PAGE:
Schengen Agreement And Dublin Regulation
// 6 октября 2021 // Без рубрики
In 1990, the Member States signed the Dublin Convention, the first version of the law, in the Irish capital. Since then, it has been amended several times to address various problems and now has the legal status of a regulation; the current version is called Dublin III. In the whole of the European Union, albeit for technical reasons, something different in Denmark. Four countries outside the Union have also agreed to apply the Regulation on their territory: Iceland, Liechtenstein, Norway and Switzerland. After ECRE openly criticised the Greek asylum system by UNHCR and other non-governmental organisations, including the lack of protection and custody of unaccompanied children, several countries suspended the transfer of asylum seekers to Greece, in line with the Dublin II Regulation. In February 2008, Norway announced the halt of the transfer of asylum seekers to Greece, in accordance with the Dublin II Regulation. In September, it backtracked and announced that transfers to Greece would be based on individual assessments.  In April 2008, Finland announced a similar approach.  The application of this Regulation may significantly delay the filing of claims and result in claims never being heard. The incarccation to enforce transfers of asylum seekers from the State where they apply to the State deemed responsible, also known as Dublin transfers, the separation of families and the denial of an effective possibility of appeal against transfers.
The Dublin system also increases pressure on regions bordering the EU, where the majority of asylum seekers enter the EU and where asylum seekers are often the least likely to provide support and protection.  It is named after the city of Luxembourg where the original contract was signed in 1985. The Schengen area started with only five countries and was set up separately from the European Union, but it was included in the 1997 Amsterdam Treaty of the Union, with provisions for some nations to “unsubscribe”. The regulation is also criticised by the Council of Europe Commissioner for Human Rights for undermining the rights of refugees.  The Schengen Association Agreement provides for the creation of a national data protection supervisory authority in all States participating in Schengen cooperation. In Switzerland, this supervision is carried out by the Federal Data Protection and Public Protection Officer (EDÖB) and by the cantonal data protection authorities in their respective areas of competence. The data protection authorities shall be responsible for the supervision of SIS and the services involved in the management and use of the system. They shall also ensure the effective exercise of the rights of data subjects to the processing of personal data in this context. These efforts are in line with the recommendations already made by the Executive Committee, for example in its Conclusion No. 15 (Refugees without a Country of Asylum) of 1979.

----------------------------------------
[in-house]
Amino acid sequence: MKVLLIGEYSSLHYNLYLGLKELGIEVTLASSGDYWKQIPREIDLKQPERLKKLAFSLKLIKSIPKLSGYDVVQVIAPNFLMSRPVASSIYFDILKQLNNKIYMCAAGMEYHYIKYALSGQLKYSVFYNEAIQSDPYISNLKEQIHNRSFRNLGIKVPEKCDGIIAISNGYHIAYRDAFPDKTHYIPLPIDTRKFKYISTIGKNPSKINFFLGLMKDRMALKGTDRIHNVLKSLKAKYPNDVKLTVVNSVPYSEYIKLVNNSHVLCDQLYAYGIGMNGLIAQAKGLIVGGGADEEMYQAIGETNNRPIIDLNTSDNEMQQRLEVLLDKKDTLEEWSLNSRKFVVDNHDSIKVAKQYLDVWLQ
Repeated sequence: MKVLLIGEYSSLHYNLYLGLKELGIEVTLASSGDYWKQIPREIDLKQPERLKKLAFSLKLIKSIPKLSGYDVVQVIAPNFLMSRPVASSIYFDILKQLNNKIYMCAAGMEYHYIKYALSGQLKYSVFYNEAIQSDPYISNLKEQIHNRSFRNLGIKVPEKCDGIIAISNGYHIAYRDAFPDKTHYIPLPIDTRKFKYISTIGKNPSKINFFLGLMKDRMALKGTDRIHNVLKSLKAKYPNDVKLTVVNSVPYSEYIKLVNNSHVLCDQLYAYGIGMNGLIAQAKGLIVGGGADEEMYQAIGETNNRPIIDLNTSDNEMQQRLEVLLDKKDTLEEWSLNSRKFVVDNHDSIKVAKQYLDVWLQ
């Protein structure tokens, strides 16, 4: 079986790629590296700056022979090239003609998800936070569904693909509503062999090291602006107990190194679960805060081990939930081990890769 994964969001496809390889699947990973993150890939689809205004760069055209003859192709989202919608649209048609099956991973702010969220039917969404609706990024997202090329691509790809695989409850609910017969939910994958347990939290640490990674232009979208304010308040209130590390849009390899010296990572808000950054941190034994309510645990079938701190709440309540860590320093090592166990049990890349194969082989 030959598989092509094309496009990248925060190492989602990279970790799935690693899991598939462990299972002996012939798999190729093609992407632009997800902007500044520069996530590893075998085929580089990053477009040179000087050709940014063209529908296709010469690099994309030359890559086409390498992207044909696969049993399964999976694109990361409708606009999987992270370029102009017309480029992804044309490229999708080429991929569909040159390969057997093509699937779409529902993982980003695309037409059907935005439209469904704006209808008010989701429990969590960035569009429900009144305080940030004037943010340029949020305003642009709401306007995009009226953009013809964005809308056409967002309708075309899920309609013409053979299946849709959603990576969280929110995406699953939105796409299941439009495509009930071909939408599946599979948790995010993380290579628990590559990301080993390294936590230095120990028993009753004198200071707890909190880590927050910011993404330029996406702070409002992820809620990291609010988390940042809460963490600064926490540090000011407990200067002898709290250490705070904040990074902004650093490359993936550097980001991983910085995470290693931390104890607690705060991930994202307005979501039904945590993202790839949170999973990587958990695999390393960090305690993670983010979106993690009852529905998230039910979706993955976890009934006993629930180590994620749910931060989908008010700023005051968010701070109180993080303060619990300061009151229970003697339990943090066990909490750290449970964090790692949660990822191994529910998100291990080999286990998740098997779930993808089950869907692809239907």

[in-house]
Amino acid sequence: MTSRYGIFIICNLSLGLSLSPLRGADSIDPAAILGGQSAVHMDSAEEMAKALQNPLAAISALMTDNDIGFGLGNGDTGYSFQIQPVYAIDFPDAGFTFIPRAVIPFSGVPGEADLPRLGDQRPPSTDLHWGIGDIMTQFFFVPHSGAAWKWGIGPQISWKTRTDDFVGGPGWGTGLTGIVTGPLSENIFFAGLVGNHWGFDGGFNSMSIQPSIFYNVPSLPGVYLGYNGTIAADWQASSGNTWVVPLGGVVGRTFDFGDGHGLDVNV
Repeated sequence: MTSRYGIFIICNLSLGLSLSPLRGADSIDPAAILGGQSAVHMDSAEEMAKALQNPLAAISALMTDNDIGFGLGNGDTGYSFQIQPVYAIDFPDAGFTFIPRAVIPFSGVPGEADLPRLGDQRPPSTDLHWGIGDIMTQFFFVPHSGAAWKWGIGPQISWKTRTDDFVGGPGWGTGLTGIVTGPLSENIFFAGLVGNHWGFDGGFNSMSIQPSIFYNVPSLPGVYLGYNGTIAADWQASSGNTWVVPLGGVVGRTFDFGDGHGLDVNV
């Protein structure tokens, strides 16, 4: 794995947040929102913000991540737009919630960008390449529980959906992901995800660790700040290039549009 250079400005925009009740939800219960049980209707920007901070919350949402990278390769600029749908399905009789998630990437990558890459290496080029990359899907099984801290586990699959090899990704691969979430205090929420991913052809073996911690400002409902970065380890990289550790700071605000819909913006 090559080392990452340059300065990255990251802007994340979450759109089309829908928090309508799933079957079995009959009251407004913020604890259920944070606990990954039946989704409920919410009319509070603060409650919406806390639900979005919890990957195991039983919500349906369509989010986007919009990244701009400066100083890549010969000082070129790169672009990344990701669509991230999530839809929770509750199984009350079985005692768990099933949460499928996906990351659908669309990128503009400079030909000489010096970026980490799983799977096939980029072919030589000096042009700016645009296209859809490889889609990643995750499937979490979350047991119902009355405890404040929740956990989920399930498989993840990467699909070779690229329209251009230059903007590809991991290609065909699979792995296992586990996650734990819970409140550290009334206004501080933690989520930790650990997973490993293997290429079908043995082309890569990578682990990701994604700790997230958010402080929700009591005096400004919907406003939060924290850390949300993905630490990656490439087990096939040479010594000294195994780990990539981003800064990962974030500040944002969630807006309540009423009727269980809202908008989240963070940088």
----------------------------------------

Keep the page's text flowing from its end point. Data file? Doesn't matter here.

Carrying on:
In that conclusion, the Executive Committee invited States to consider the criteria by which States may agree on the State responsible for examining a claim for asylum, as well as agreements providing for the repatriation by States of persons who have entered their territories from another State. These provisions should ensure the verification of rights, reduce multiple applications and minimize the creation of “refugees in orbit”. On 26 October 2004, Switzerland concluded a Schengen Association Agreement and a Dublin Association Agreement. These agreements entered into force on 1 March 2008 and Switzerland was connected to the SIS system on 14 August 2008. . . .